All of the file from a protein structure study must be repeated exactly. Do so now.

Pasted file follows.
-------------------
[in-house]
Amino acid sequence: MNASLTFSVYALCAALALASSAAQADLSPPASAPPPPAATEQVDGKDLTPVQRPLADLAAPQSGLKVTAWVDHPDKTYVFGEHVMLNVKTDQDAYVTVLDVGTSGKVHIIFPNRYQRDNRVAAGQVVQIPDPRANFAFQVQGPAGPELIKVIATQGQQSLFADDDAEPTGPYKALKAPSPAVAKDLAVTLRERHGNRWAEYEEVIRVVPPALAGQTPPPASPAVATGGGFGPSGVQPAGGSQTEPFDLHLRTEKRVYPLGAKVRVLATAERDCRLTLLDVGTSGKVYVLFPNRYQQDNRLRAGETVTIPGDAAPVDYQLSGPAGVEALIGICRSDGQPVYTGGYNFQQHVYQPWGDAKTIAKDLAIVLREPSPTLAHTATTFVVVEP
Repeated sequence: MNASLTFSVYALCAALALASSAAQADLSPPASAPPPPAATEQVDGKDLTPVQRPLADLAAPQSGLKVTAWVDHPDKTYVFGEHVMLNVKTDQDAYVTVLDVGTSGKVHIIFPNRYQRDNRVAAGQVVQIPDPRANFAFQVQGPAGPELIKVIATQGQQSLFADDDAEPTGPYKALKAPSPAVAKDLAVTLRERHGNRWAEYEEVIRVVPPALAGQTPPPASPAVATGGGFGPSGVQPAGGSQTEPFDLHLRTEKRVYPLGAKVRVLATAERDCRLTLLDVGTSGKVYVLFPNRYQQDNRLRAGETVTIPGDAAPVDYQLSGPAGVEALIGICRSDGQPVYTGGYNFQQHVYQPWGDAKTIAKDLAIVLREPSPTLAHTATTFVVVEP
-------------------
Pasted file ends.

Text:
[in-house]
Amino acid sequence: MNASLTFSVYALCAALALASSAAQADLSPPASAPPPPAATEQVDGKDLTPVQRPLADLAAPQSGLKVTAWVDHPDKTYVFGEHVMLNVKTDQDAYVTVLDVGTSGKVHIIFPNRYQRDNRVAAGQVVQIPDPRANFAFQVQGPAGPELIKVIATQGQQSLFADDDAEPTGPYKALKAPSPAVAKDLAVTLRERHGNRWAEYEEVIRVVPPALAGQTPPPASPAVATGGGFGPSGVQPAGGSQTEPFDLHLRTEKRVYPLGAKVRVLATAERDCRLTLLDVGTSGKVYVLFPNRYQQDNRLRAGETVTIPGDAAPVDYQLSGPAGVEALIGICRSDGQPVYTGGYNFQQHVYQPWGDAKTIAKDLAIVLREPSPTLAHTATTFVVVEP
Repeated sequence: MNASLTFSVYALCAALALASSAAQADLSPPASAPPPPAATEQVDGKDLTPVQRPLADLAAPQSGLKVTAWVDHPDKTYVFGEHVMLNVKTDQDAYVTVLDVGTSGKVHIIFPNRYQRDNRVAAGQVVQIPDPRANFAFQVQGPAGPELIKVIATQGQQSLFADDDAEPTGPYKALKAPSPAVAKDLAVTLRERHGNRWAEYEEVIRVVPPALAGQTPPPASPAVATGGGFGPSGVQPAGGSQTEPFDLHLRTEKRVYPLGAKVRVLATAERDCRLTLLDVGTSGKVYVLFPNRYQQDNRLRAGETVTIPGDAAPVDYQLSGPAGVEALIGICRSDGQPVYTGGYNFQQHVYQPWGDAKTIAKDLAIVLREPSPTLAHTATTFVVVEP